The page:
Tobacco SABP2-Interacting Protein SIP428 is a SIR2 Type Deacetylase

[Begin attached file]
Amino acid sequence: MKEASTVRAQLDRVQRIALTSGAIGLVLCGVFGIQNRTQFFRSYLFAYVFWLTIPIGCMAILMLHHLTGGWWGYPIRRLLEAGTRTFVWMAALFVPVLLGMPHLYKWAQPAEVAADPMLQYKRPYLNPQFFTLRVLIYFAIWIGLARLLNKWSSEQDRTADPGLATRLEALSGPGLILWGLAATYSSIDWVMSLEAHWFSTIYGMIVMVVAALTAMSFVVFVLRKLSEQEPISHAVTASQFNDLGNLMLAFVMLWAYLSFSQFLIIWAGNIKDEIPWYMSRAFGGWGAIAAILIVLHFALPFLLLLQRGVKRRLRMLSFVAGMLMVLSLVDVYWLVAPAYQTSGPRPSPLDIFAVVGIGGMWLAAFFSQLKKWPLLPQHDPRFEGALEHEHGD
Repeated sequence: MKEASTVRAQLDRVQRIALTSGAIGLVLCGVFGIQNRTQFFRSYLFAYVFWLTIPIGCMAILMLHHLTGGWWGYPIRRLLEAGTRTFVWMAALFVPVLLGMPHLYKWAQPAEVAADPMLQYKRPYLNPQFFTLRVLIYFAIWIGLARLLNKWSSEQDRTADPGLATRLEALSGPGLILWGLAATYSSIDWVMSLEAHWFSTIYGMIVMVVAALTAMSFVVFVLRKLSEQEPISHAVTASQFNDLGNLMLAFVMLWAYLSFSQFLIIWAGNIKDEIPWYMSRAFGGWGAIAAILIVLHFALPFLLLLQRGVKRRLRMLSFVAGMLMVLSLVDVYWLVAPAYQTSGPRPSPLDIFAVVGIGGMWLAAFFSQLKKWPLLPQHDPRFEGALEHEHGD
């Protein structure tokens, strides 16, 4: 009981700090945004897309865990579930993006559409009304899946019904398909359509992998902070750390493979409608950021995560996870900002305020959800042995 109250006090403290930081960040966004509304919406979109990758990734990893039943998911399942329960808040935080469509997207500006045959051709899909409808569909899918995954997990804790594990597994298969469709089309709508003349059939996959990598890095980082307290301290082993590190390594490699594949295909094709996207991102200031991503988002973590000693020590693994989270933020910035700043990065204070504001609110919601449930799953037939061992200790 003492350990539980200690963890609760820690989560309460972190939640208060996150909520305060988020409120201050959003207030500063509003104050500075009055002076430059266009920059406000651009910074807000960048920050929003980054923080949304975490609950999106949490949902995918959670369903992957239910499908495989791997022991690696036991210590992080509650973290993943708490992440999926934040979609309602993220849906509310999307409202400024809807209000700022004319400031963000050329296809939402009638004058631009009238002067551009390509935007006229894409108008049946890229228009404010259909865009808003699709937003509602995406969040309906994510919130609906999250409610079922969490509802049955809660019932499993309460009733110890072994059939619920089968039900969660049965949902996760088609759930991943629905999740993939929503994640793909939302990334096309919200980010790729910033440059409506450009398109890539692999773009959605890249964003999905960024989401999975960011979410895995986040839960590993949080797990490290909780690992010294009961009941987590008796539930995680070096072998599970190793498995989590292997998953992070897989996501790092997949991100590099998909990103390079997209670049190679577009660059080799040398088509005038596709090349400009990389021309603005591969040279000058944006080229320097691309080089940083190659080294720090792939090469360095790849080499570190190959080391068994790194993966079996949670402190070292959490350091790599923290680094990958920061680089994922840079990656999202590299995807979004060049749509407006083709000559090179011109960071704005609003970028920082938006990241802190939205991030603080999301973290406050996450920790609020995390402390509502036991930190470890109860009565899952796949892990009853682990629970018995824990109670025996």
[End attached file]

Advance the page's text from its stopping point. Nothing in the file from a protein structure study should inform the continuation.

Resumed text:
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Salicylic acid is widely studied for its role in biotic stress signaling in plants. Several SA-binding proteins, including SABP2 (salicylic acid-binding protein 2) has been identified and characterized for their role in plant disease resistance. SABP2 is a 29 kDA tobacco protein that binds to salicylic acid with high affinity. It is a methylesterase enzyme that catalyzes the conversion of methyl salicylate into salicylic acid required for inducing a robust systemic acquired resistance (SAR) in plants. Methyl salicylic acid is one of the several mobile SAR signals identified in plants. SABP2-interacting protein 428 (SIP428) was identified in a yeast two-hybrid screen using tobacco SABP2 as a bait. In silico analysis shows that SIP428 possesses the SIR2 (silent information regulatory 2)-like conserved motifs. SIR2 enzymes are orthologs of sirtuin proteins that catalyze the NAD+-dependent deacetylation of Nε lysine-acetylated proteins. The recombinant SIP428 expressed in E. coli exhibits SIR2-like deacetylase activity. SIP428 shows homology to Arabidopsis AtSRT2 (67% identity), which is implicated in SA-mediated basal defenses. Immunoblot analysis using anti-acetylated lysine antibodies showed that the recombinant SIP428 is lysine acetylated. The expression of SIP428 transcripts was moderately downregulated upon infection by TMV. In the presence of SIP428, the esterase activity of SABP2 increased modestly. The interaction of SIP428 with SABP2, it's regulation upon pathogen infection, and similarity with AtSRT2 suggests that SIP428 is likely to play a role in stress signaling in plants.